The mentorship model at Udacity

Published Jan. 10, 2018

It is now over a year ago that I got the confirmation message to join the “Self-Driving Car Engineer Nanodegree” from Udacity. It is now about three months ago that I graduated — but I’m still very active in the community: I mentor the next generation.

The mentorship model at Udacity

When I first heard about Udacity, Nanodegrees were a bit different than they are now: Entirely self-paced packages of courses, with some cool projects in between. Awesome thing: These projects were reviewed by real humans! Even though they were already very high-quality courses, they had the same problem as every MOOC as well: A very short student life-cycle.

Scaling the Reviews

I remember reading this article about “How Udacity scales” when I did my first course with them. TL;DR: Udacity ran into a scaling issue — they had more than 2'000 paying students, but could only afford about 15 people to review projects. Since the projects were self-paced and open to anyone, the rate that students solved projects was changing a lot — but the number of reviewers stayed the same.

The solution: Graduates or people that did the project could apply for a freelance reviewer position and got paid on a “per-review” basis. When there were more project submissions, people got paid more. No need to hire more full-time people. It also helped to keep students connected to Udacity after they graduated.

The “Self-Driving Car Engineer” Nanodegree was the first — or at least one of the first — to also feature mentors. This set Udacity apart from all other MOOCs; Students now had a single point of contact for advice, help and guidance throughout all of their Nanodegree experience — but where did the mentors come from?

From Student to Mentor

I was greeted by my mentor when I first logged in to the Udacity classroom. He was a nice and experienced Machine Learning Engineer, who told me that he mentors a lot of people. He didn’t want to give me specific numbers — but it was likely 100+. This also meant that he didn’t have a lot of time for me and so I didn’t use the offer very much because of the long response times.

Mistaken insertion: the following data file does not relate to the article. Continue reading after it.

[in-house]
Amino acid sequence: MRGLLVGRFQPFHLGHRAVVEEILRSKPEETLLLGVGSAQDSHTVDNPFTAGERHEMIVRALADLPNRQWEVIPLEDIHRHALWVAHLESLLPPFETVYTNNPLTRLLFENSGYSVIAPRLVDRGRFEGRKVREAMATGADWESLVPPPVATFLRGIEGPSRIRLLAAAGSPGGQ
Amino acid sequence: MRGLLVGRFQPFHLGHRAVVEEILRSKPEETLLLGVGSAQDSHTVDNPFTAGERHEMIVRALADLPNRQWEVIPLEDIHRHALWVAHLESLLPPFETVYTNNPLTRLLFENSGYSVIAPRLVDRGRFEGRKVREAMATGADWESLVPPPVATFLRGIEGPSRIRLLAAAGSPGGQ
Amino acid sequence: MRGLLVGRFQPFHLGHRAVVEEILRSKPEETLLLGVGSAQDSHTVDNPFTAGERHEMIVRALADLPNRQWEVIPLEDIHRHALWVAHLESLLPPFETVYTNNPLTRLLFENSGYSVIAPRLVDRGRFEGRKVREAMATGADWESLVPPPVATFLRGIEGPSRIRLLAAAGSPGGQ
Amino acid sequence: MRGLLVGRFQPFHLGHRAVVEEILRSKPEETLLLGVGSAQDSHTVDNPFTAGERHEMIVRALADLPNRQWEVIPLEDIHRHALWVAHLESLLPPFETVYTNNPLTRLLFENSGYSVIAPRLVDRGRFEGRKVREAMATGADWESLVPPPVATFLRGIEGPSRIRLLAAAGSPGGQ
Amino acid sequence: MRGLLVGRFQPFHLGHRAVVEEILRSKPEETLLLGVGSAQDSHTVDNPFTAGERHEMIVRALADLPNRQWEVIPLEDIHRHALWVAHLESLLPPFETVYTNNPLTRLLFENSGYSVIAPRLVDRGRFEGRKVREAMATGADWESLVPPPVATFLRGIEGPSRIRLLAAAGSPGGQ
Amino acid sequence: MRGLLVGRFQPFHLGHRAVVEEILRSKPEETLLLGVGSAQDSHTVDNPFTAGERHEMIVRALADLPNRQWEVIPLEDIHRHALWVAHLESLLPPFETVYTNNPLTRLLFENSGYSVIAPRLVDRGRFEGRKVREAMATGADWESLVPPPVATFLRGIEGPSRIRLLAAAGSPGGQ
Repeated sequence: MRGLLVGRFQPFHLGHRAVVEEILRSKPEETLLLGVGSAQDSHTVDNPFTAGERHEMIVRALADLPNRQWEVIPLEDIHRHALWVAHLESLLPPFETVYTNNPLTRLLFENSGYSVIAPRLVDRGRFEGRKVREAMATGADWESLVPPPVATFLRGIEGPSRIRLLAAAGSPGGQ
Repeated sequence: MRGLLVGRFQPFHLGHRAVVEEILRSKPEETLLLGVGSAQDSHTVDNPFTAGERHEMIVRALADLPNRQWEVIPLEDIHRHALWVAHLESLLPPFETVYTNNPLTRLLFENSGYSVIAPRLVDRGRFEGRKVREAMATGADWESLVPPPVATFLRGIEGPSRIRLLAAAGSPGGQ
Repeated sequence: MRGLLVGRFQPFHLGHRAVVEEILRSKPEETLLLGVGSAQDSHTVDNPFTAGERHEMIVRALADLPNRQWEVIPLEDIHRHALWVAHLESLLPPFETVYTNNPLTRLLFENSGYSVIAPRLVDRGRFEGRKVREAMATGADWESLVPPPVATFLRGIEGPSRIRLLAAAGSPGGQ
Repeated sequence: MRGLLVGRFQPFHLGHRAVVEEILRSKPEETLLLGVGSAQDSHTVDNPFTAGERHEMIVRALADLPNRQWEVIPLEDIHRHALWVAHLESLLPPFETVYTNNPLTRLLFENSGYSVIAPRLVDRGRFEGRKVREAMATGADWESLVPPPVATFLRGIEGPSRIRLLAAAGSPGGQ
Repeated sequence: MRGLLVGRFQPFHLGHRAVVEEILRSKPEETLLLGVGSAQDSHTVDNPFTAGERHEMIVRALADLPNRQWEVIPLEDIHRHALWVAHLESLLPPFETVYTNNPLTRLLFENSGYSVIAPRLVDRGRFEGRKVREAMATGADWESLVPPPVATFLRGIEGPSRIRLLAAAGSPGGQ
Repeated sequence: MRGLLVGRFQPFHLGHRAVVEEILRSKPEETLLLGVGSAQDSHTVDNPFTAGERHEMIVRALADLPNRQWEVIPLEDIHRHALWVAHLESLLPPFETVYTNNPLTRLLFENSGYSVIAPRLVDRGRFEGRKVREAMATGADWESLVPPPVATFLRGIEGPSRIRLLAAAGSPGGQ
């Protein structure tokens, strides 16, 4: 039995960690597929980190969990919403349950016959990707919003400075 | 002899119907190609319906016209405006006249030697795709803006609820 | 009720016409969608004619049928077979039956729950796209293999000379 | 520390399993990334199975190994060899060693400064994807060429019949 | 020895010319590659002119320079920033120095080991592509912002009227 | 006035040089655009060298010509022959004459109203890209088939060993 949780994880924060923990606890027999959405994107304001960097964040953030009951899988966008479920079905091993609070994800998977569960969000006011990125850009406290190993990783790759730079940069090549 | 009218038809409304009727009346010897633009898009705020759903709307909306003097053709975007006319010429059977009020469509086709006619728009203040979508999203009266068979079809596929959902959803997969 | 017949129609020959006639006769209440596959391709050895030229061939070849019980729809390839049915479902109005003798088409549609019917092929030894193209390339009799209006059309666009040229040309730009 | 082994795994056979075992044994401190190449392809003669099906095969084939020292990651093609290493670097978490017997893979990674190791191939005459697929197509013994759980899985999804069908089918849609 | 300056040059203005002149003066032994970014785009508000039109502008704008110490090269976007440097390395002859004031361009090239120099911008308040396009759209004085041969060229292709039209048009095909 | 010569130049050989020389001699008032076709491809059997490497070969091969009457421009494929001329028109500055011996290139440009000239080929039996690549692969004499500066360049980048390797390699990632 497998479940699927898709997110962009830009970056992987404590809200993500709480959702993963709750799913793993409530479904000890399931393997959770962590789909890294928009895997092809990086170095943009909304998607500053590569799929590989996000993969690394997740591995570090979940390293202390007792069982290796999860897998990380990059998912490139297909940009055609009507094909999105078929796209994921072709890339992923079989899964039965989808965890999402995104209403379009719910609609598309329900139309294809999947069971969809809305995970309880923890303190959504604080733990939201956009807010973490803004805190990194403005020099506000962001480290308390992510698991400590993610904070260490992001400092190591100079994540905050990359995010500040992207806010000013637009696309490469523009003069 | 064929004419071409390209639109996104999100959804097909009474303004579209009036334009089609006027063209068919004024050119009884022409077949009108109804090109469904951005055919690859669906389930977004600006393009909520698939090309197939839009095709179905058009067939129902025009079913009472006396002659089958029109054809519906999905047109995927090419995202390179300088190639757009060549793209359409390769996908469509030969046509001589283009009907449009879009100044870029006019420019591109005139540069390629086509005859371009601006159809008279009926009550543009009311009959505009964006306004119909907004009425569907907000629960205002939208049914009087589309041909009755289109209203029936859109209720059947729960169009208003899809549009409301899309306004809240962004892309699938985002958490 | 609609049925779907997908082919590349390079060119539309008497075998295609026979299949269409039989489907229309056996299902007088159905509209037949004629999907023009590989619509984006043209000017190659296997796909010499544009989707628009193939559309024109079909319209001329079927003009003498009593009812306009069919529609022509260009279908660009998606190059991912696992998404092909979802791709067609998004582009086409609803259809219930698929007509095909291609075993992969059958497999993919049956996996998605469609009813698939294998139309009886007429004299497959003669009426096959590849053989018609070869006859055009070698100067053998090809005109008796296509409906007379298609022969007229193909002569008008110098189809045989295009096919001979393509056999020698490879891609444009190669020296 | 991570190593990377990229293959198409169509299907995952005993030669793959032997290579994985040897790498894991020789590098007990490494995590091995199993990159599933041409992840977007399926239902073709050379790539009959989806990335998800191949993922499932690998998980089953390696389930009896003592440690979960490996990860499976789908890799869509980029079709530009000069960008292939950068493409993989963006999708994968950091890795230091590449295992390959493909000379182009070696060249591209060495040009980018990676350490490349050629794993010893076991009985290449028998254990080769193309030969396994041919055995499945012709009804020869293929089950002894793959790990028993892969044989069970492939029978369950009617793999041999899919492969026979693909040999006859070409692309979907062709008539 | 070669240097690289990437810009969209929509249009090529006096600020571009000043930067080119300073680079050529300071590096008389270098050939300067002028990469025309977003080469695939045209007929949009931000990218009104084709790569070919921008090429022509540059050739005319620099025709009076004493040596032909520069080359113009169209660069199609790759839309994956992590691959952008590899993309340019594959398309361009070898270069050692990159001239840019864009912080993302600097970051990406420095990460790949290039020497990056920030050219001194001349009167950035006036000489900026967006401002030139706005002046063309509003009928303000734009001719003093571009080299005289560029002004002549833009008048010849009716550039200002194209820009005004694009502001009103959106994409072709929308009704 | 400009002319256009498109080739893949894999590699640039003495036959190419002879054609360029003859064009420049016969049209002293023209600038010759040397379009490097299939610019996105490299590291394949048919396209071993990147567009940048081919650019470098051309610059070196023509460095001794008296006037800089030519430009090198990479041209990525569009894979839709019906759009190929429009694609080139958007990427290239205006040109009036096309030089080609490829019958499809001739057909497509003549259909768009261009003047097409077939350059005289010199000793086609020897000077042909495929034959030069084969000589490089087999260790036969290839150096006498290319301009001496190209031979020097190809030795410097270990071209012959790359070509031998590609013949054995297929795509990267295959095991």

This was also the case for a lot of other students, so when I started the second term as part of the first cohort ever, we were asked to apply to become mentors ourselves for the new students. This meant that single mentors had to advise fewer students (I started with 30) and they also had hands-on experience for all the projects of the previous terms. Mentors could also use this to get part of their tuition back, which was relatively high for a MOOC.

It had also a nice side-effect: Grads like me stayed in the community. Even though I graduated and I got a new job because of it, and I don’t feel the need to start another Nanodegree (even though the flying car one looks awesome), I’m still looking over the numerous Slack channels and write with some of the Udacity staff from time to time.

The student life-cycle

It got pretty obvious to me that Udacity wants to change the student life-cycle of MOOCs. When I do a course at Udemy, I pay for the course, watch all the videos, do the project and then leave. That is the case for most MOOCs.

At Udacity however, I might do one of their Foundation Nanodegrees, before moving on to the Advanced one, then I could become a reviewer, classroom mentor or a moderator in the forums. In the past, I could also become a part of Udacity Blitz and start freelancing work for them — but this got discontinued lately. I might browse their career boards after that — and then maybe even start the next Nanodegree. This extension of the default student life-cycle is a win-win situation for Udacity, but also for the students and might be one of the reasons why Udacity is one of the most successful MOOCs out there.